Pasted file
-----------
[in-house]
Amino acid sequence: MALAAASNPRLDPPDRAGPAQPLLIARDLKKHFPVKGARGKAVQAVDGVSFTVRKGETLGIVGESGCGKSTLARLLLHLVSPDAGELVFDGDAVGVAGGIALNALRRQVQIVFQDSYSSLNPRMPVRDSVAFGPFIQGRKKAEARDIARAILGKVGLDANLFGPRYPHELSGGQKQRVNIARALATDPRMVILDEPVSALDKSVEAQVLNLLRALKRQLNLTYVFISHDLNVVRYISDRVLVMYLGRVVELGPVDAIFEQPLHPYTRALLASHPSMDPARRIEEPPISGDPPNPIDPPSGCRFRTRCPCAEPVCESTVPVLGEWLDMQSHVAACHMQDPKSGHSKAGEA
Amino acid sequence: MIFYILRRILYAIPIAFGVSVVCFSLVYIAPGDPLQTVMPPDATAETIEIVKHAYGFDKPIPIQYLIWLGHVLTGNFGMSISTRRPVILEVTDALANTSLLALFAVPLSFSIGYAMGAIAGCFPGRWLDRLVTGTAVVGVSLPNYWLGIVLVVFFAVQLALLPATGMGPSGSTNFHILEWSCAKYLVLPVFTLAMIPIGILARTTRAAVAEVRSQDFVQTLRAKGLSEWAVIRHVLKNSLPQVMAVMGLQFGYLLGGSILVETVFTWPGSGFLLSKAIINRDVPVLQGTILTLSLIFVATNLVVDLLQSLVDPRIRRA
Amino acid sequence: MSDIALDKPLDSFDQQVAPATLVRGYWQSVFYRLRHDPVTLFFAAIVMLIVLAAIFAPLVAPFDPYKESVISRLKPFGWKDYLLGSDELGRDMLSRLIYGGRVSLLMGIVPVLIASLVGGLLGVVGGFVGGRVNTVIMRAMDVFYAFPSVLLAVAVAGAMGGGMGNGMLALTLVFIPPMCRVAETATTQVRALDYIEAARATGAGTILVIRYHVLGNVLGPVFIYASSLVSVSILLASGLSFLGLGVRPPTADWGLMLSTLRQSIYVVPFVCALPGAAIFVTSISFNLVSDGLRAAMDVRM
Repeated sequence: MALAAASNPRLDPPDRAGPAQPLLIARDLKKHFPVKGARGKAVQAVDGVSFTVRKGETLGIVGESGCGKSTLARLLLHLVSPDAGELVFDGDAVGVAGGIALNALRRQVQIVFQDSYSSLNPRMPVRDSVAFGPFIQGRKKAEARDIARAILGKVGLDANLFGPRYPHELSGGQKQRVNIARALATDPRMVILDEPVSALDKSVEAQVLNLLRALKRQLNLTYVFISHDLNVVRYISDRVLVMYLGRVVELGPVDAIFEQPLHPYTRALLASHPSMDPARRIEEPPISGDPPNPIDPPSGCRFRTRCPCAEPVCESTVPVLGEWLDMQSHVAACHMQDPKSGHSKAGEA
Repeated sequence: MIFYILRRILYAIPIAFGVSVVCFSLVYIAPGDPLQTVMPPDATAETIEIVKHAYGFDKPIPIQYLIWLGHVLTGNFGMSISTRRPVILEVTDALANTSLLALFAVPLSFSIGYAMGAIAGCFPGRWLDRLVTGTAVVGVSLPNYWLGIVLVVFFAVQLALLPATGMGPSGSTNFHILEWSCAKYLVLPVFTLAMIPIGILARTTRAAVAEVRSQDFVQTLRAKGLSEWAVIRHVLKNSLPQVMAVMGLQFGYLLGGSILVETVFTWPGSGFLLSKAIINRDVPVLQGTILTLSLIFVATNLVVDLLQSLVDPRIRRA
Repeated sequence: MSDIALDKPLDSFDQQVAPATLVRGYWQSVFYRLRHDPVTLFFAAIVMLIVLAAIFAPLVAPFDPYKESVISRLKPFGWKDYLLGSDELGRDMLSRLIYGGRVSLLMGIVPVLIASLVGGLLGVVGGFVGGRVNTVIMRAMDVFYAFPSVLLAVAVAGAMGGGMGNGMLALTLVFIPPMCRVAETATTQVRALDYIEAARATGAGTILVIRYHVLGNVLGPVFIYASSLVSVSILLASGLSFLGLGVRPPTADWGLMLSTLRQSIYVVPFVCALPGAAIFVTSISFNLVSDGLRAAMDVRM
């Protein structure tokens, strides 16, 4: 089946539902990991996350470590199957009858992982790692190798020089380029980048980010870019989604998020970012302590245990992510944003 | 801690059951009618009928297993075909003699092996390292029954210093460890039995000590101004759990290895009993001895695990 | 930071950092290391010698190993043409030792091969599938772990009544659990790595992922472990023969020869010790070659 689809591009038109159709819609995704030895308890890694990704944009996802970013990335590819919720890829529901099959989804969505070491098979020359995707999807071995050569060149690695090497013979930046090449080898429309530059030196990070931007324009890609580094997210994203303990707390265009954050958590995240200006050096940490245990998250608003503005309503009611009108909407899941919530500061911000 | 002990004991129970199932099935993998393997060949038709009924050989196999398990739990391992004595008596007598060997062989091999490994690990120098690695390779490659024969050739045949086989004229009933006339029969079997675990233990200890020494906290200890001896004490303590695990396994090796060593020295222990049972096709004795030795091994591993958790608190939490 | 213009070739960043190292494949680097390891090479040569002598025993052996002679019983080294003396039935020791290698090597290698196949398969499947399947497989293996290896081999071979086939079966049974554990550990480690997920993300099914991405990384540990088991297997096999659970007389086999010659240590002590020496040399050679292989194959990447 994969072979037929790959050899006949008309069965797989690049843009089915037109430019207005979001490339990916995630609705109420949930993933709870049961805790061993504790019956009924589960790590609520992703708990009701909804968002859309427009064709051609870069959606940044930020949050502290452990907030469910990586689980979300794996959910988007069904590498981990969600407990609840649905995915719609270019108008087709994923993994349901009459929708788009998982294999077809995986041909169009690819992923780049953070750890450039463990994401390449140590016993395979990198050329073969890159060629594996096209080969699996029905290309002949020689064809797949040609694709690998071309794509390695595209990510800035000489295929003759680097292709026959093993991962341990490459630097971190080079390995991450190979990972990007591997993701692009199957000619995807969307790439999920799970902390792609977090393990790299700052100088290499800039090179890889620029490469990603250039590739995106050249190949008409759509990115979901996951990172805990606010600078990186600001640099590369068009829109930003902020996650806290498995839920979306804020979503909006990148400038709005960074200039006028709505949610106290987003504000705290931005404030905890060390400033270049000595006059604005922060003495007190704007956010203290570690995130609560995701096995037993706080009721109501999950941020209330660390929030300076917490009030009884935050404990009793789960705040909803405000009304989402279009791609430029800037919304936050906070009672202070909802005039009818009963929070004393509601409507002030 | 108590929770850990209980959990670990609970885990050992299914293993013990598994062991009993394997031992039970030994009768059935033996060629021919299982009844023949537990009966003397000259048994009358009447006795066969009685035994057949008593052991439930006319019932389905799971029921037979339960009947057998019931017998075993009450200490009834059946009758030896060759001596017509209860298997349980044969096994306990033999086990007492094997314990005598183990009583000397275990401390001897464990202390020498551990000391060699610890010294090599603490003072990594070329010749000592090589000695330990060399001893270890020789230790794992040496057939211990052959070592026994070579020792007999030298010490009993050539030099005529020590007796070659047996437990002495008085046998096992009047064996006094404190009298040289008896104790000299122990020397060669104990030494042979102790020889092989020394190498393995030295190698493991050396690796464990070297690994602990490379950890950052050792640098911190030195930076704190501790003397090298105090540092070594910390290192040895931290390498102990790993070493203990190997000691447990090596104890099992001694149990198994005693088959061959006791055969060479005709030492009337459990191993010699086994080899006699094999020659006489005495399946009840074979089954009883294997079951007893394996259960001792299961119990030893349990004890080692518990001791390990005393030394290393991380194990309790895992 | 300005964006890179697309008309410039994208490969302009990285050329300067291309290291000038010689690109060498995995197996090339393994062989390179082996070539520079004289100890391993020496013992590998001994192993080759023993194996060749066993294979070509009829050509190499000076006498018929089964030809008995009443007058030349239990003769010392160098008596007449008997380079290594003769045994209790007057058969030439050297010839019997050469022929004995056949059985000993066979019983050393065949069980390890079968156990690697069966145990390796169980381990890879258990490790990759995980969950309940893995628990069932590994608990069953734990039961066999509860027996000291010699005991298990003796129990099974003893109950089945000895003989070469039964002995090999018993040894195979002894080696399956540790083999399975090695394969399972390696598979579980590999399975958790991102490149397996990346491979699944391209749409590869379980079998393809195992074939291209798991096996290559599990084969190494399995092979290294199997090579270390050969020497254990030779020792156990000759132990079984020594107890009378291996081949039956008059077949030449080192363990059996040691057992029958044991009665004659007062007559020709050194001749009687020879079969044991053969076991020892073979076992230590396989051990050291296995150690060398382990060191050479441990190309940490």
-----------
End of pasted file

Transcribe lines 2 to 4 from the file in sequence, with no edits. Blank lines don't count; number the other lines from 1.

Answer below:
Amino acid sequence: MALAAASNPRLDPPDRAGPAQPLLIARDLKKHFPVKGARGKAVQAVDGVSFTVRKGETLGIVGESGCGKSTLARLLLHLVSPDAGELVFDGDAVGVAGGIALNALRRQVQIVFQDSYSSLNPRMPVRDSVAFGPFIQGRKKAEARDIARAILGKVGLDANLFGPRYPHELSGGQKQRVNIARALATDPRMVILDEPVSALDKSVEAQVLNLLRALKRQLNLTYVFISHDLNVVRYISDRVLVMYLGRVVELGPVDAIFEQPLHPYTRALLASHPSMDPARRIEEPPISGDPPNPIDPPSGCRFRTRCPCAEPVCESTVPVLGEWLDMQSHVAACHMQDPKSGHSKAGEA
Amino acid sequence: MIFYILRRILYAIPIAFGVSVVCFSLVYIAPGDPLQTVMPPDATAETIEIVKHAYGFDKPIPIQYLIWLGHVLTGNFGMSISTRRPVILEVTDALANTSLLALFAVPLSFSIGYAMGAIAGCFPGRWLDRLVTGTAVVGVSLPNYWLGIVLVVFFAVQLALLPATGMGPSGSTNFHILEWSCAKYLVLPVFTLAMIPIGILARTTRAAVAEVRSQDFVQTLRAKGLSEWAVIRHVLKNSLPQVMAVMGLQFGYLLGGSILVETVFTWPGSGFLLSKAIINRDVPVLQGTILTLSLIFVATNLVVDLLQSLVDPRIRRA
Amino acid sequence: MSDIALDKPLDSFDQQVAPATLVRGYWQSVFYRLRHDPVTLFFAAIVMLIVLAAIFAPLVAPFDPYKESVISRLKPFGWKDYLLGSDELGRDMLSRLIYGGRVSLLMGIVPVLIASLVGGLLGVVGGFVGGRVNTVIMRAMDVFYAFPSVLLAVAVAGAMGGGMGNGMLALTLVFIPPMCRVAETATTQVRALDYIEAARATGAGTILVIRYHVLGNVLGPVFIYASSLVSVSILLASGLSFLGLGVRPPTADWGLMLSTLRQSIYVVPFVCALPGAAIFVTSISFNLVSDGLRAAMDVRM